Told to avoid the nominative case form "You and me are going. . . ," people will avoid the phrase you and me even when it appears in the oblique case, and will end up saying things like, "Between you and I. . ." Similar confusion surrounds the pronoun whom; people assume that whom is the formal and fancy version, and end up saying things like "Whom shall I say is calling?"
Told that they should never "drop" the ending -ly from adverbs, people produce new words like thusly, soonly, and fastly. Spurious adverb forms also appear behind words that are serving as a copula, and thus would call for a simple predicate in traditional grammar: "my eyes are going badly."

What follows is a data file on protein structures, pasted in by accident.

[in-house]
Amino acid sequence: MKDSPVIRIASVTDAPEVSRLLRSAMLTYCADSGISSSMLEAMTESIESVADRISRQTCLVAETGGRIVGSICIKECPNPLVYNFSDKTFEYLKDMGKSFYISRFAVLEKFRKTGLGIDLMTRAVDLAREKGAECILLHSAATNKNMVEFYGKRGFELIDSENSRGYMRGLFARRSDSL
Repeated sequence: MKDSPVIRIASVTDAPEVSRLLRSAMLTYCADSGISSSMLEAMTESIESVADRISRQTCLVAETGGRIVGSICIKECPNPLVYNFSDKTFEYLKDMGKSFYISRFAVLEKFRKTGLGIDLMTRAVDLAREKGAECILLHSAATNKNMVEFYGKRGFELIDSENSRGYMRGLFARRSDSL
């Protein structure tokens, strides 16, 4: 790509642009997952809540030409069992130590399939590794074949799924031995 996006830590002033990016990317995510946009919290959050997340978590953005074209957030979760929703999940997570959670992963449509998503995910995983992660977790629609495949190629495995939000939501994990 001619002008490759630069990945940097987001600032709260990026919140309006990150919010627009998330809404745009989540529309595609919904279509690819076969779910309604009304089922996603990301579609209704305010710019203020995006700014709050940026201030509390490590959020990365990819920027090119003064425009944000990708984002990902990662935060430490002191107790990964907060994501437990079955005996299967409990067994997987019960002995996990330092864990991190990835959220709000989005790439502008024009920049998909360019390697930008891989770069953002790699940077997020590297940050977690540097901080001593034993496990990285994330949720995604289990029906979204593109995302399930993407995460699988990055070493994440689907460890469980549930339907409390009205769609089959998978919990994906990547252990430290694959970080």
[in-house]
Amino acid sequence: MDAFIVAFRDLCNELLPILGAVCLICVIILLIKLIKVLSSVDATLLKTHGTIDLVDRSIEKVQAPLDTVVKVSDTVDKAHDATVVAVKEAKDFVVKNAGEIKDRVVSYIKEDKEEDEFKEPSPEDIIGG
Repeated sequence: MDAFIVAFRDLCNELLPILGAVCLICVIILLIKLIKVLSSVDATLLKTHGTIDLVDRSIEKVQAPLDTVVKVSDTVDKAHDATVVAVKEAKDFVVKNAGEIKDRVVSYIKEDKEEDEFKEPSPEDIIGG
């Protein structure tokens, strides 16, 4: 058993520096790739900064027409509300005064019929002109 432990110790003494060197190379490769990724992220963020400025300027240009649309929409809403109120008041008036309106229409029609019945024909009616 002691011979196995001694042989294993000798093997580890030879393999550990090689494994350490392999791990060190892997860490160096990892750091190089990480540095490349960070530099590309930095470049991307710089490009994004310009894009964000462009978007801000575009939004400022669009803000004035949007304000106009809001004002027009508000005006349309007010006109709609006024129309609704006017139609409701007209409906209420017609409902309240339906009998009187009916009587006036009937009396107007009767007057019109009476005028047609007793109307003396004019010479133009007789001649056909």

Another area of hypercorrection involves Greek and Latin looking words like octopus; the spurious plural octopi likens the octopus to a number of Latin words that form irregular plurals in -i. (Were there actually a classical plural of octopus, it would be *octopodes.) Platypus, cactus, status, hiatus, rebus, syllabus, mandamus, and caucus are sometimes inflected the same way; none would be inflected that way in Latin or Greek. Virus sometimes gets the even more inappropriate pseudoclassical plural virii, which presumes Latin *virius. All of these words can and should also take the regular English inflection in -es.
When pronunciation of learned words goes astray, it is sometimes called a hyperforeignism. Tell people that the -s is silent in Mardi Gras, and they will imagine that it also falls silent in other learned French phrases, and begin to pronounce coup de grâce as "coo de grah."